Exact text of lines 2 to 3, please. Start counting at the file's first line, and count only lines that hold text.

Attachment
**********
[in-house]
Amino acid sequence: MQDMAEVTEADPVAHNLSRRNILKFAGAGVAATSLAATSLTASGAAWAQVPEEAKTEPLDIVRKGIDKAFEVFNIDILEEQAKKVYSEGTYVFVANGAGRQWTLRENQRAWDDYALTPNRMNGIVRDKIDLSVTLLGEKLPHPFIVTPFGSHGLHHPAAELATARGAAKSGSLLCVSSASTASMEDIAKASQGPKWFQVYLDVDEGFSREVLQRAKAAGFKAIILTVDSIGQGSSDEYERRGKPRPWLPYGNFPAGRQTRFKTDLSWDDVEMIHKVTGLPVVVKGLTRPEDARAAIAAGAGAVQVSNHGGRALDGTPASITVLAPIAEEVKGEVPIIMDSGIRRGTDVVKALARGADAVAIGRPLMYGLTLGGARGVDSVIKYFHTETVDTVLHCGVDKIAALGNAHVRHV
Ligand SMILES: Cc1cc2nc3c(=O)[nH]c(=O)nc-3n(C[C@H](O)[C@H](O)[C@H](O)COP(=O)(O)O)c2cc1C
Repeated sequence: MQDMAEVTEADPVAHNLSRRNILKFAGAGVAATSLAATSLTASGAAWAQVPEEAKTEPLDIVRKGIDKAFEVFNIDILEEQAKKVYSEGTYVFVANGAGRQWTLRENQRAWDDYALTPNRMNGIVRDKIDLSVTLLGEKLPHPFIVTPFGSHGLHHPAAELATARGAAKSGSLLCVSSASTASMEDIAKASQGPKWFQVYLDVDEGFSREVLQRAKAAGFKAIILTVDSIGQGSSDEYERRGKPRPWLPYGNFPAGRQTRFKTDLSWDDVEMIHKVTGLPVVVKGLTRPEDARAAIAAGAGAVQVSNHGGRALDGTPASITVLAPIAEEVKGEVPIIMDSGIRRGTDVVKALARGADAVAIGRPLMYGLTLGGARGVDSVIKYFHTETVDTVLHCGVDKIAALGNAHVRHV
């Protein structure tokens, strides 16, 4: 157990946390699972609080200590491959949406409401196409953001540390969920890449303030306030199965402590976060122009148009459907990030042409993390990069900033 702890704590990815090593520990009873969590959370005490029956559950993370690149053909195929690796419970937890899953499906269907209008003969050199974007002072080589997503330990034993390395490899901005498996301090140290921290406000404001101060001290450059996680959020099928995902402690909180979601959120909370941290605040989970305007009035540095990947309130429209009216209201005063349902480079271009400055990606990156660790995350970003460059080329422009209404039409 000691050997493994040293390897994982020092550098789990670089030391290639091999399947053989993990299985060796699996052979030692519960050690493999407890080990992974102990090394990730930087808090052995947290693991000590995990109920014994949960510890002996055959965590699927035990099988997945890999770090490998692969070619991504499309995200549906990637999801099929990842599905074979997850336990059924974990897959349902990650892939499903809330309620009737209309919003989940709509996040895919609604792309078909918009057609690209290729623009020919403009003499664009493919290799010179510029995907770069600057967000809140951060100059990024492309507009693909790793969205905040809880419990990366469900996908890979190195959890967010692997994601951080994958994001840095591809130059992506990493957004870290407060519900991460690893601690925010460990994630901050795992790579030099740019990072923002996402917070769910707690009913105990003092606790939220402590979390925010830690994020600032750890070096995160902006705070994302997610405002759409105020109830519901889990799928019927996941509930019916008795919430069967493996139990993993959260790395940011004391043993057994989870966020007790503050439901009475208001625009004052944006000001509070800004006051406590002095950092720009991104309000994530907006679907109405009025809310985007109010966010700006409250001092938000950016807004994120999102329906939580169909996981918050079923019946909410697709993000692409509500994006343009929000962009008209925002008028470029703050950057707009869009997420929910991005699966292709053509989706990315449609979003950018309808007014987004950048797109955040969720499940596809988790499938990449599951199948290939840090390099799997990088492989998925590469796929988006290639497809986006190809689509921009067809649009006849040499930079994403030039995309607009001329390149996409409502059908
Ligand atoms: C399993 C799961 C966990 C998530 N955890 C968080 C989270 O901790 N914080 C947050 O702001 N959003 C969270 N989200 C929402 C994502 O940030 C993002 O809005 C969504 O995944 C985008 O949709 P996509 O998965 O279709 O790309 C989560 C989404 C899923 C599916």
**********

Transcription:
Amino acid sequence: MQDMAEVTEADPVAHNLSRRNILKFAGAGVAATSLAATSLTASGAAWAQVPEEAKTEPLDIVRKGIDKAFEVFNIDILEEQAKKVYSEGTYVFVANGAGRQWTLRENQRAWDDYALTPNRMNGIVRDKIDLSVTLLGEKLPHPFIVTPFGSHGLHHPAAELATARGAAKSGSLLCVSSASTASMEDIAKASQGPKWFQVYLDVDEGFSREVLQRAKAAGFKAIILTVDSIGQGSSDEYERRGKPRPWLPYGNFPAGRQTRFKTDLSWDDVEMIHKVTGLPVVVKGLTRPEDARAAIAAGAGAVQVSNHGGRALDGTPASITVLAPIAEEVKGEVPIIMDSGIRRGTDVVKALARGADAVAIGRPLMYGLTLGGARGVDSVIKYFHTETVDTVLHCGVDKIAALGNAHVRHV
Ligand SMILES: Cc1cc2nc3c(=O)[nH]c(=O)nc-3n(C[C@H](O)[C@H](O)[C@H](O)COP(=O)(O)O)c2cc1C